As Canada’s 145th birthday fades into memory, here at the Museum we try to keep memories of bygone days alive.
One exhibit that is on display but you might have missed, is the Skyline.
One reason you may have overlooked it is the fact that it is outside in the display area. This area houses many artifacts too large to be inside. This Skyline model was built in the 1950’s and donated to the Museum in 1985. It was restored in 1999 by John Sorka. Fittingly, being outside and not completely encased, it is finely covered in Cariboo dust and pulp mill detritus.
The Skyline is a model of the method of moving logs across the Fraser River.
When methods of using tugs and log rafts failed in the early 1950’s, it was necessary to construct skylines in order to move logs across the river as the old Fraser River Bridge (now the walking bridge) could not support heavy logging trucks. The skylines were quickly put in to place. They were located at the Cottonwood Canyon, Woodpecker and over the Fraser River at the Plywood Plant. At the Plywood Plant location, there was a railway crane on the West Side that sorted and stored logs. On the plant side of the river, the logs were put in to a pond and moved to a plywood plant or sawmill nearby.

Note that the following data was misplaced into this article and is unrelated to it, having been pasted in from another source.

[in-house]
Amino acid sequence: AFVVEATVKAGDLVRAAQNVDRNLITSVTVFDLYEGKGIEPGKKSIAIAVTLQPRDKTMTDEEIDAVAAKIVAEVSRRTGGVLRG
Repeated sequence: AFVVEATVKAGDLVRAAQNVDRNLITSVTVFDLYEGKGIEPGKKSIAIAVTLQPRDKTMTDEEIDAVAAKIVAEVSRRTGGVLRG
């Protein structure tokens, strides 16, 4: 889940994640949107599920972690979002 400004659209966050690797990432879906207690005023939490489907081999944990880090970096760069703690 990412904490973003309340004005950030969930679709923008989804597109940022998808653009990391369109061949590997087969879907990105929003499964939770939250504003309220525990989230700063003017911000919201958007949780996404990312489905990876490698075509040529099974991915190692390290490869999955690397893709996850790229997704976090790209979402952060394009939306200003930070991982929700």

The Fraser River Skyline was operated by George Oliver and Otto Siewert.
It remained in operation to move logs from the west side until the Moffat Bridge was built in 1970.
And as you are acquainting yourself with the Skyline, be aware of the fact that I quoted the ‘blurb’ almost word for word, so it should have a familiar ring to it.
As well as the Skyline, there are many items in the outside display area you could learn a lot from – next time you go for an evening drive, swing in to the Museum and check it out.
As we “Cariboo-ize” our Gift Shop, be certain to browse through the books for sale. Congratulations to local author, Verena Berger, whose “Canadian Moment” has been published by MacLeans.
The Museum has been carrying her book of humourous stories about adjusting to rural life in Canada since last spring.
Hope to see you as you “pass time” at the Museum.
The great essentials in life are something to do, something to love, something to hope for.
Honey Affleck is chair of the museum commission and regular Observer contributor.